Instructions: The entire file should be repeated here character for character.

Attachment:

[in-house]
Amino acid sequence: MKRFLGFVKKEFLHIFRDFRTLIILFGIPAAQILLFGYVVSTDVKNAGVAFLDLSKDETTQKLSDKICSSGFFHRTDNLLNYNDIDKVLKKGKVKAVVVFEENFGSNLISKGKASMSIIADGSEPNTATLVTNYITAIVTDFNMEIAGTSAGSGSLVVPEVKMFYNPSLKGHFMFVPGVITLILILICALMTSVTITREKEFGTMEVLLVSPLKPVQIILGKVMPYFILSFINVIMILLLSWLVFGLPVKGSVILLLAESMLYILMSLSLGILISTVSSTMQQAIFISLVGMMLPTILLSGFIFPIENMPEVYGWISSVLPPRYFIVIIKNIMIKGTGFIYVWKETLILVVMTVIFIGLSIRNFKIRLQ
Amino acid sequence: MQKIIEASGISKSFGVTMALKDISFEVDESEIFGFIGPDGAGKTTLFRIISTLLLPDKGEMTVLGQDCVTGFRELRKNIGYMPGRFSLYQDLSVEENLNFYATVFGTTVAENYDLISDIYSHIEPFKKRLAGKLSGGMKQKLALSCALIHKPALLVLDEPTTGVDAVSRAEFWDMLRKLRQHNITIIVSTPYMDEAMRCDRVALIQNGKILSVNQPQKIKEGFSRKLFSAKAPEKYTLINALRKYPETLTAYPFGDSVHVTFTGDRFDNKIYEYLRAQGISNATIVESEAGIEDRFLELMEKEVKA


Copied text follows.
[in-house]
Amino acid sequence: MKRFLGFVKKEFLHIFRDFRTLIILFGIPAAQILLFGYVVSTDVKNAGVAFLDLSKDETTQKLSDKICSSGFFHRTDNLLNYNDIDKVLKKGKVKAVVVFEENFGSNLISKGKASMSIIADGSEPNTATLVTNYITAIVTDFNMEIAGTSAGSGSLVVPEVKMFYNPSLKGHFMFVPGVITLILILICALMTSVTITREKEFGTMEVLLVSPLKPVQIILGKVMPYFILSFINVIMILLLSWLVFGLPVKGSVILLLAESMLYILMSLSLGILISTVSSTMQQAIFISLVGMMLPTILLSGFIFPIENMPEVYGWISSVLPPRYFIVIIKNIMIKGTGFIYVWKETLILVVMTVIFIGLSIRNFKIRLQ
Amino acid sequence: MQKIIEASGISKSFGVTMALKDISFEVDESEIFGFIGPDGAGKTTLFRIISTLLLPDKGEMTVLGQDCVTGFRELRKNIGYMPGRFSLYQDLSVEENLNFYATVFGTTVAENYDLISDIYSHIEPFKKRLAGKLSGGMKQKLALSCALIHKPALLVLDEPTTGVDAVSRAEFWDMLRKLRQHNITIIVSTPYMDEAMRCDRVALIQNGKILSVNQPQKIKEGFSRKLFSAKAPEKYTLINALRKYPETLTAYPFGDSVHVTFTGDRFDNKIYEYLRAQGISNATIVESEAGIEDRFLELMEKEVKA